On Wednesday evening the United States surpassed 750,000 deaths from coronavirus, according to Johns Hopkins data. Some newsrooms blasted out alerts about the “haunting milestone.” Others did not.

Broadly speaking, the three-quarters of a million figure certainly didn’t receive the same degree of media attention as 100,000 dead, or 250,000, or 500,000. But it seems to me that Covid — the deaths, the despair, the fatigue — goes a long way toward explaining what happened in Tuesday’s elections.

Ask yourself: In 50 years, how will the year 2020 be remembered? Quite possibly as the year of the pandemic. 2021? As the year of vaccines and reimaginings and rebirth. Think of the timing: The CDC cleared the way for vaccinations among children ages 5-11 on the very same day that off-year elections were being held across the country. Shots were administered on Wednesday morning.

CNN’s John King brought up the Covid angle repeatedly during Tuesday’s coverage. “Nineteen months into the Covid pandemic,” he said, “you have Covid exhaustion, whether it’s from a public health standpoint; whether it’s ‘what about my kids at school’ standpoint; whether it’s about ‘why hasn’t the economy come booming back’ standpoint.” Exactly!

Many of Wednesday’s postmortems about Democratic weakness and Republican strength at the polls were about “education” and “critical race theory” and “wokeness.” That’s understandable, but the best articles are also layering in pandemic discontent and a profound desire to get back to normal. Those factors are front and center, even as the death toll continues to rise, chiefly among the unvaccinated…

Three smart points about this

— The Atlantic’s Zachary D. Carter wrote: “Republican victories in Virginia show how Covid-19 has fundamentally changed American politics…”
— WaPo Opinion writer Helaine Olen tweeted: “The Democrats are facing a real dilemma when it comes to Covid. Post vaccines, most people want to resume a more or less normal life. But a not insignificant minority remain fairly scared. That latter group is disproportionately Democratic. This won’t be easy to navigate…
— AEI scholar Norman Ornstein commented: “Covid is being underestimated as a factor in these elections. Upheaval and fatigue, continuing well into a second year, and especially the school closings, had a lot to do with the dramatic change in numbers/votes of white women w/o college. CRT lies mattered, but so did Covid…”

The schools beat is essential

Teeing up Glenn Youngkin’s victory in Virginia, Mary Katherine Ham made the all-caps point “that SCHOOLS IN MAJOR METRO AREAS WERE CLOSED FOR 18 EFFING MONTHS. So, you know, that ticked some people off.”
The term “education” can mean many things. “Schools” is a more specific way to get at the turmoil on the local level. As CNN’s Katie Lobosco wrote Wednesday, “After a year of contentious debates over mask mandates, social distancing rules and curriculums regarding race, new candidates challenged incumbent school board members Tuesday in elections across the country.”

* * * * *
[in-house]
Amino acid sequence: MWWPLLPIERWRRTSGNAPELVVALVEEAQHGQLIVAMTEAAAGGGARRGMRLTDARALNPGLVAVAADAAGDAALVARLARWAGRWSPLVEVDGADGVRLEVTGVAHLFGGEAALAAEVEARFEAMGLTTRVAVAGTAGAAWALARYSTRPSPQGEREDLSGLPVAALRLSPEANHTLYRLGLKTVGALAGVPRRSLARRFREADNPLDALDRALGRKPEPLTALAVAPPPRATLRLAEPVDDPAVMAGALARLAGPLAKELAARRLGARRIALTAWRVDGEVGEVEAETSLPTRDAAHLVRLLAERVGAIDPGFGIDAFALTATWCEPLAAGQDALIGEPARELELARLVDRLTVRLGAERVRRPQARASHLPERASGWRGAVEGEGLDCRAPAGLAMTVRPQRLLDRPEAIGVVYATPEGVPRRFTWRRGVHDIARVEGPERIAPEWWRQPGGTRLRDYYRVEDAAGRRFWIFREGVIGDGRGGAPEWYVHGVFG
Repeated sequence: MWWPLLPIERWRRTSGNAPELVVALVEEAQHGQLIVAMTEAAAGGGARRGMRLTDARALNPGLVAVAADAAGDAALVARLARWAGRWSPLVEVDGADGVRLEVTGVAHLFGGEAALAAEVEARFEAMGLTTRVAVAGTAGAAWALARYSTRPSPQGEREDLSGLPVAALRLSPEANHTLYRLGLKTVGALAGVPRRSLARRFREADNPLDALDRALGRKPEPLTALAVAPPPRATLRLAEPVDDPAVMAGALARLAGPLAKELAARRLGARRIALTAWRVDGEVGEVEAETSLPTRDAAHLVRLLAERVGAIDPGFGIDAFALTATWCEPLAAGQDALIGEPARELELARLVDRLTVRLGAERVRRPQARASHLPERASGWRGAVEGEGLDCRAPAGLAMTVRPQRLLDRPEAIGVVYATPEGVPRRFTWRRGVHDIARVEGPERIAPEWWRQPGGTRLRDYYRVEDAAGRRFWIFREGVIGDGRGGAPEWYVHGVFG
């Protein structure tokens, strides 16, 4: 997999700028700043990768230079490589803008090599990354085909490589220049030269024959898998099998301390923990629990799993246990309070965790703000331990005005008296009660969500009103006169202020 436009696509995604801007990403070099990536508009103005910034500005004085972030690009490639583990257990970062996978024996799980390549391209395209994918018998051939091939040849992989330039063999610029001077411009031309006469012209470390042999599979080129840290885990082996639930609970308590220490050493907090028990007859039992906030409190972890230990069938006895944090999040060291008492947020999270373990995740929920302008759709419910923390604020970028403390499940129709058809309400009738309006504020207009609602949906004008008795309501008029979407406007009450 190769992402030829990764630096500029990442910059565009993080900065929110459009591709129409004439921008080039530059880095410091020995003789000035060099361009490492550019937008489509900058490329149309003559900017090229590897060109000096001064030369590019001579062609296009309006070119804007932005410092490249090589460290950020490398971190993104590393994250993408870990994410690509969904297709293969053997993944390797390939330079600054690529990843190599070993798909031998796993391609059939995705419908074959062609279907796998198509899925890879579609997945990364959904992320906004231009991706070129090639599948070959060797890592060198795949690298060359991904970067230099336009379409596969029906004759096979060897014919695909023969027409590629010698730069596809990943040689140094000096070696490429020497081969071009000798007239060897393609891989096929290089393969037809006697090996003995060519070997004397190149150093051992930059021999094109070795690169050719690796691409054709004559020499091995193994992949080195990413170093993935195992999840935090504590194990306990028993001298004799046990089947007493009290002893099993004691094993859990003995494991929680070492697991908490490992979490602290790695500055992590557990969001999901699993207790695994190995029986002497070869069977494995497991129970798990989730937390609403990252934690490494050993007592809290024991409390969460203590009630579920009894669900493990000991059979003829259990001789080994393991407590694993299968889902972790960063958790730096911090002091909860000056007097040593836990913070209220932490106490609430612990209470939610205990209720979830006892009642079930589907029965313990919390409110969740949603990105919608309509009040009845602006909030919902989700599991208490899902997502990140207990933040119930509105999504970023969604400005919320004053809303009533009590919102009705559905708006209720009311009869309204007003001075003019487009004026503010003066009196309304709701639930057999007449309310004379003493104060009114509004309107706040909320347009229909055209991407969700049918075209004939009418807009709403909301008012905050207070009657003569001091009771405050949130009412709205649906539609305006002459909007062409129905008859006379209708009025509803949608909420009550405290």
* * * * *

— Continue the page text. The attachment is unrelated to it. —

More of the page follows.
School boards are the “front line of Covid politics and culture wars.” It’s hard to compile a complete picture of what’s going on because, Lobosco wrote, “there’s no database tracking school board races across the country.” But it’s clear that “some boards will see a shakeup after Tuesday’s elections.” Shakeups that likely would not have happened without the pandemic as an instigator…

“Voters don’t like Covid”

Wednesday’s edition of the Politico Nightly newsletter began with a conversation between deputy health care editor Lauren Morello and former health editor Joanne Kenen.

Kenen remarked, “Virginia and New Jersey told us that voters don’t like Covid. Does Covid care?” Morello responded, “Not at all, Joanne. I’m as tired of Covid as anyone, but the virus will keep doing its thing whether or not we acknowledge its presence or act to limit the threat. Many scientists think the virus will become endemic — that even after the pandemic ends, the SARS-CoV-2 virus will still circulate at some level. So we have to find a way to live with it.”

Now back to the 750,000 figure…

This season of the pandemic is different. “This season’s dead — in what some dare to hope might be the last big surge of the pandemic — are overwhelmingly those who did not get the vaccine,” WaPo’s Marc Fisher, Lori Rozsa and Kayla Ruble wrote Wednesday. I really appreciated how their story captured the various emotions that are at play. They wrote that Brenda Gould, the owner of a funeral home in Metter, Georgia, “hasn’t seen any other cause of death that has divided people quite like Covid has…”

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